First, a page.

William Raveis isn't impressed with the current Greenwich real estate market, either

We’re going to disney world!

We’re going to disney world!

In fact, their statistics are as depressing as those cited by David Huffinpuffer, two posts below.

Per Ryan Raveis:

“Median sales prices last year stayed about the same,” he said, “but average sales prices were down significantly.”

Raveis said there was no doubt that Fairfield County’s richer municipalities have been adversely affecting the big picture in the residential market. According to sourceMLS, while locales like Bethel and Bridgeport posted average sales prices up in both by 8 percent from 2017, Greenwich’s average sales price last year was down 8 percent from 2017. Old Greenwich fell by a little less than 12 percent and, while Darien was down just 3 percent, its number of unit sales declined by nearly 15 percent.

Part of the reason, Raveis said, is that “wealthier folks are leaving the state, and those who are replacing them don’t have the same level of income.”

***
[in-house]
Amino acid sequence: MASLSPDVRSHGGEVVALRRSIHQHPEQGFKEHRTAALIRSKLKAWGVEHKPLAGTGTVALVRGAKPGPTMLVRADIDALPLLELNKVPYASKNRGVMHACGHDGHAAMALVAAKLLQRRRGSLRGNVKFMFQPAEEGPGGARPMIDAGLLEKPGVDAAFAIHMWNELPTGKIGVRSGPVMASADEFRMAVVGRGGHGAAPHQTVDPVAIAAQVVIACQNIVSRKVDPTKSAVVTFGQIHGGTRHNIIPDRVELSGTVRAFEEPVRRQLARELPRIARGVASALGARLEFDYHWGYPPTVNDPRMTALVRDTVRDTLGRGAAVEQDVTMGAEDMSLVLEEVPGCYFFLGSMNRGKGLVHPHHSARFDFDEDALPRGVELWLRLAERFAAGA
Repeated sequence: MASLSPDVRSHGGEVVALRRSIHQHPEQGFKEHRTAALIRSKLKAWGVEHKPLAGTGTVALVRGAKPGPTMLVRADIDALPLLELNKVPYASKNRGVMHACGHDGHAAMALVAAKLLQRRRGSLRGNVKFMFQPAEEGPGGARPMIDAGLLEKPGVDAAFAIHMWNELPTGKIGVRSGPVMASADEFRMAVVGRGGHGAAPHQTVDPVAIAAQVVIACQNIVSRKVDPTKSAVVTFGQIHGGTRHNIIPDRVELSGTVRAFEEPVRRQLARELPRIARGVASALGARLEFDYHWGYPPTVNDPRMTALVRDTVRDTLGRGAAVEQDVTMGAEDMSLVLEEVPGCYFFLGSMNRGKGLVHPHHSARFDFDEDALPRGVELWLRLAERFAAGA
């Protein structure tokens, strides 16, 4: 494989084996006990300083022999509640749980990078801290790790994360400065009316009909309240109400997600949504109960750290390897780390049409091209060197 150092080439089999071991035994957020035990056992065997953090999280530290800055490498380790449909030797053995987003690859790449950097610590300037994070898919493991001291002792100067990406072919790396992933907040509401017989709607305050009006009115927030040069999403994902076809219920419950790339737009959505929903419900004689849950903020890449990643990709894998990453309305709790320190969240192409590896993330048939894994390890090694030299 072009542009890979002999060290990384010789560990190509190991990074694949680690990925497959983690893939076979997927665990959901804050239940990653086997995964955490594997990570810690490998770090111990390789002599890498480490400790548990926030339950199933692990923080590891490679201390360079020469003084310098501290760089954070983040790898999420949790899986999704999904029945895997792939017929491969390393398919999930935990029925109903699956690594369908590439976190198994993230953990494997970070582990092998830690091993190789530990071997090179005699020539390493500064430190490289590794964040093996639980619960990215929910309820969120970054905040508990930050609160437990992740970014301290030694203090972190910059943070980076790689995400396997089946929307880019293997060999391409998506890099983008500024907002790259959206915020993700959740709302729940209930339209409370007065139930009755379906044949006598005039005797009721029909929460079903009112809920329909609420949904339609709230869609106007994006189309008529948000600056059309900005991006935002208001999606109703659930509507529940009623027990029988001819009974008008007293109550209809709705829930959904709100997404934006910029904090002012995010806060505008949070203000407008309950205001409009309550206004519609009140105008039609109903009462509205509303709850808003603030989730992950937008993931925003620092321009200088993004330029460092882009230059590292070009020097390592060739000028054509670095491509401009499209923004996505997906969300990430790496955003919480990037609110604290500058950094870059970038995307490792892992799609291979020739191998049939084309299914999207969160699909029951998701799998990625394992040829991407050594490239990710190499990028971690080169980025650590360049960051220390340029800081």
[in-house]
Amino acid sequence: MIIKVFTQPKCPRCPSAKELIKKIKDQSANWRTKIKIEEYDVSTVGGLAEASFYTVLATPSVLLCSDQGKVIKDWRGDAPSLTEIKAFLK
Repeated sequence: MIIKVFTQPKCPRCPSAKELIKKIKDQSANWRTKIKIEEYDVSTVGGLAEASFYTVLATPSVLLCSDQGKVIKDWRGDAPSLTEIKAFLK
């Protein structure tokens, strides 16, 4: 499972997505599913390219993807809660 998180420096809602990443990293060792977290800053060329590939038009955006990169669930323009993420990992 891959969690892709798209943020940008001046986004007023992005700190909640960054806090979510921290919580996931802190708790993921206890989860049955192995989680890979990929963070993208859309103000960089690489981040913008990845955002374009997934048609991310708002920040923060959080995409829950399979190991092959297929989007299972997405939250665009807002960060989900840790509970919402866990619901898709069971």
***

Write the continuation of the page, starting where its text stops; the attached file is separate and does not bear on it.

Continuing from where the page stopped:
According to data from the Internal Revenue Service, $2.6 billion in adjusted gross income was lost to other states as Connecticut experienced a net loss of roughly 20,179 residents in 2015. The largest group of tax filers leaving the state were those earning over $200,000 per year: between 2015 and 2016, the state saw a net loss of 2,050 tax filers earning at least that much money each year, the most since the IRS began tracking that income bracket.

“I don’t think anybody wants to die in this state,” Raveis said. “That’s why you see so many Florida and North Carolina license plates when you’re driving here in the summer — those people live most of the year outside of Connecticut.”

The ongoing perception that Connecticut as a whole is not business friendly, as evidenced by the exit of General Electric and the staff reductions at UBS and RBS, and doubts about its fiscal future thanks to the ongoing budget deficit, have had a deleterious effect, he added.

“A CEO who’s looking to move his company knows that this isn’t a particularly business-friendly environment,” Raveis declared. “And older, wealthier baby boomers are leaving.” Whether those attitudes will change under new Gov. Ned Lamont remains uncertain, he added: “I think everyone’s waiting to see what the new governor does.”